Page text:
My Internship in Canada focuses on the experiences of Souverain Pascal, recently arrived from Haiti on a mission to secure an internship in Canadian federal politics. Souverain receives a single response from Independent Member of Parliament, Steve Guibord. Souverain is thrust into the deep end when MP Guibord -- through a series of unlikely and surprising events -- holds the deciding vote in whether Canada will send troops to support the looming war.
Personally I think sites like TV, Eh?, First Weekend Club and Eye on Canada that focus on Canadian productions are good, at least for people specifically looking for that topic. So maybe a preferred venue is a more mainstream newspaper or website that include Canadian coverage next to the more obvious Hollywood stuff.
In the last couple of years Canadian TV programmers have gone nuts for comedy -- specifically so-called "American-style" sitcoms. So far it hasn't really worked out too well with a lot of cancellations and even those series that continue often receiving mixed reviews. So maybe it should come as no surprise that one of the best comedies to come along on Canadian TV is out of left field -- APTN's Mohawk Girls!
Perhaps the problem is Canadian film, with its limited commercial hits, is quick to turn toward idolatry. If we can't have a Steven Spielberg we at least want our Ingmar Bergman, our Akira Kurosawa. And we're quick to hoist onto our shoulders anyone who even remotely seems like a possible candidate.
Have you ever wondered what it would be like for a film crew to follow you day in and day out, documenting your daily rituals all in an effort to create a successful film? I have a chronic condition called Dermatillomania, which has left me scarred and disfigured on the outside, alienated and "different" on the inside.
A big difference between casting in American and Canadian productions is this: when a Hollywood production casts a Canadian it's in spite of the fact that the actor is Canadian. Yet often when Canadian productions import American actors, they do so because the filmmakers were told they had to have an American lead.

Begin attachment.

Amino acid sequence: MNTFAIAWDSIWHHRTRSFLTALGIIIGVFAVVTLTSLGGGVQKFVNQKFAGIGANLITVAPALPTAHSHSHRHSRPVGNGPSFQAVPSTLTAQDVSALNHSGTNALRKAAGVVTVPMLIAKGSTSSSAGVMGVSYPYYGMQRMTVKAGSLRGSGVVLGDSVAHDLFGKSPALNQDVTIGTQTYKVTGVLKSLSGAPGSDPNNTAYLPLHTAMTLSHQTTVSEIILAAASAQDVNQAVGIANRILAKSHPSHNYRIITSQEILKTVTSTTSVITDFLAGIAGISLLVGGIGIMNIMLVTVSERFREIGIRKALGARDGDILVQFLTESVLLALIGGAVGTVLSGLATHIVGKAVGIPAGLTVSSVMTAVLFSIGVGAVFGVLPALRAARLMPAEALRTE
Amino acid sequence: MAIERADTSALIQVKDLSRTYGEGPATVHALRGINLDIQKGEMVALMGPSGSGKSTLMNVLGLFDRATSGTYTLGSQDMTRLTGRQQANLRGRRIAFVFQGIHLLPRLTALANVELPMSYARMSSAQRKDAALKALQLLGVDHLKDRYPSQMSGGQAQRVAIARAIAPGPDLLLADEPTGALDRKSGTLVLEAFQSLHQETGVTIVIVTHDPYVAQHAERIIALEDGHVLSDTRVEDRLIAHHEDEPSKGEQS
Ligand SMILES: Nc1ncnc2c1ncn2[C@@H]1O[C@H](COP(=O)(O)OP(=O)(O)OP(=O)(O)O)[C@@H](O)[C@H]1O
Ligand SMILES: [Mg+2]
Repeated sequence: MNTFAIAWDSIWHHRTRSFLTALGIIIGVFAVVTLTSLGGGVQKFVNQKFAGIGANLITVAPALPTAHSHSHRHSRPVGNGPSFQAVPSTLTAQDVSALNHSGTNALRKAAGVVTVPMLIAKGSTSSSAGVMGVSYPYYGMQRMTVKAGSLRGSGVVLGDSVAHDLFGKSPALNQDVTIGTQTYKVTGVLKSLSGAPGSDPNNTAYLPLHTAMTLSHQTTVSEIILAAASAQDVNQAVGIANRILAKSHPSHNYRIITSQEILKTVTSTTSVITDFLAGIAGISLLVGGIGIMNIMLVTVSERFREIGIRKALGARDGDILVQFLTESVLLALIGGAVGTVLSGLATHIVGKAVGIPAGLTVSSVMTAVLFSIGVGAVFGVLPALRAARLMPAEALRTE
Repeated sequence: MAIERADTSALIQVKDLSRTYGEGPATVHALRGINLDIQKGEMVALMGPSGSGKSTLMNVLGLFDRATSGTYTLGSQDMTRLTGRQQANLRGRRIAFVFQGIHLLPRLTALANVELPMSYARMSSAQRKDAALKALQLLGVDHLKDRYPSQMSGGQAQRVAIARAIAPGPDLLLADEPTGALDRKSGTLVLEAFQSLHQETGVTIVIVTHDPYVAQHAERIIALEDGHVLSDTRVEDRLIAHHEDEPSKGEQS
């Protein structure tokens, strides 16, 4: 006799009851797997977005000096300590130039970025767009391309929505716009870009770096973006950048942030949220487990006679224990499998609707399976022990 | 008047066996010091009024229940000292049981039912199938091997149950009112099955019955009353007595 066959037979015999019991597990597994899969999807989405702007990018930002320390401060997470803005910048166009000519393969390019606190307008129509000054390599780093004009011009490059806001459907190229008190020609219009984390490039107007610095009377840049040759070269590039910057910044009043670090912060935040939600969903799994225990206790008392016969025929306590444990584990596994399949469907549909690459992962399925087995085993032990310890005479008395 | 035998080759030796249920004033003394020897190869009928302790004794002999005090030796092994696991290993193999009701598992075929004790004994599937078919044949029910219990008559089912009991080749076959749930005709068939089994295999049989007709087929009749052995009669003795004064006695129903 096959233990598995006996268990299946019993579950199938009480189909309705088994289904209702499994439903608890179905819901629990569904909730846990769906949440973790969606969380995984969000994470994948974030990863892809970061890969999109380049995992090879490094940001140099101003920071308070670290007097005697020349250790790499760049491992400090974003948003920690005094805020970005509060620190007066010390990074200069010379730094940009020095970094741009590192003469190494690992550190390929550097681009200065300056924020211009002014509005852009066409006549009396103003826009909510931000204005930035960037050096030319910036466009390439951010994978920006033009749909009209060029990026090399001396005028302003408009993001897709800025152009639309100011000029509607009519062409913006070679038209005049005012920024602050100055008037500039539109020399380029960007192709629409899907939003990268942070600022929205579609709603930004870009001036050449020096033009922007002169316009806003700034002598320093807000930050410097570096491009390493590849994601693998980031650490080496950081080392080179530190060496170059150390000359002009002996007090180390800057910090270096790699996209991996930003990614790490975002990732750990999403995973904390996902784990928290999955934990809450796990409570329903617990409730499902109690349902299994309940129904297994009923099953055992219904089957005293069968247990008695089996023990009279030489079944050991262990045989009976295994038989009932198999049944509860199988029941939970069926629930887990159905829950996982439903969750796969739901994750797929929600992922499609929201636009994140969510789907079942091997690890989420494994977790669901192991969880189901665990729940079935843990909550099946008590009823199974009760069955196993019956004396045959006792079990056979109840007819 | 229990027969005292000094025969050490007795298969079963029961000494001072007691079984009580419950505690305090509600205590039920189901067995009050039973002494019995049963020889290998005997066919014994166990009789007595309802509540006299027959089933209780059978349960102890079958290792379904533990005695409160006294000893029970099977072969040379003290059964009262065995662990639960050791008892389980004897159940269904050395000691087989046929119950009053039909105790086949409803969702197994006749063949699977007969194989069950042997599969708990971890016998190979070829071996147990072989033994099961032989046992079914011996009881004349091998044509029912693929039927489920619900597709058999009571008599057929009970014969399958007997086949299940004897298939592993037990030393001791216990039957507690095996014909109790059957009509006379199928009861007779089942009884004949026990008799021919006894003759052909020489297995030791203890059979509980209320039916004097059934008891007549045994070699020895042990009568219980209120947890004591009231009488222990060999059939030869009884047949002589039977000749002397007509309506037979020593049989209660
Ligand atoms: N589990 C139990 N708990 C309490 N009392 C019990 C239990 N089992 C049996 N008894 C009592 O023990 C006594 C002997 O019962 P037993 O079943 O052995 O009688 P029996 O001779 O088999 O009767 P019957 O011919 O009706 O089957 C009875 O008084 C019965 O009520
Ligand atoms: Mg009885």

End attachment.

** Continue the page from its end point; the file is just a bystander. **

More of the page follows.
Canadian suffers from a Goldilocks and the Three Bears syndrome: "Serious" Papa Bear films that win accolades but tank at the multiplexes, or lowest common denominator Baby Bear horror films and comedies. This often squeezes out the Mama Bear films -- those that don't require a degree in Film Appreciation 101, yet neither do they demand you check your frontal lobe at the door.
Although The Mortal Instruments didn't exactly grip me, if you loved the movie -- great. But The Mortal Instruments has already won a prize -- by selling more tickets than any other Canadian-produced movie in 2013. If there is to be a Golden Reel Award, shouldn't it celebrate movies that are actually trying to build and develop a domestic Canadian industry?
Canada is, literally, one of the most multiracial/multicultural nations in the world. And yet you probably wouldn't get that impression watching a lot of Canadian movies and TV series. When it comes to Canadian film and TV, things have come a long way -- but it can also feel like two steps forward, one step back.
I've had a weirdly emotional reaction to Pete Seeger's death. Like, way more intense than I would have imagined. I abandoned him when I grew what I thought was a more sophisticated taste in music; his stuff started to seem too plain, too openly earnest, too babyish. Today, though, I've been listening to his songs non-stop, and nearly every single one of them has made my eyes well up.
If you think about many of your favourite American series, you'll realize how much the sense of place seeps into the story (U.S. series often put a place name in the opening credits montage). From Breaking Bad's premise arising out of the American health care system to True Blood with its southern drawls and back woods voodoo.
The Toronto International Film Festival (TIFF) is one of the most high profile film festivals in the world. International stars walk the red carpets, the world press turn its collective eye toward Toronto and, it's hoped, tourist revenues shoot through the roof. But does being a big deal at TIFF really translate into mainstream success? Or to put it another way: do festivalgoers who LOVE movies work the same way as people who simply like them?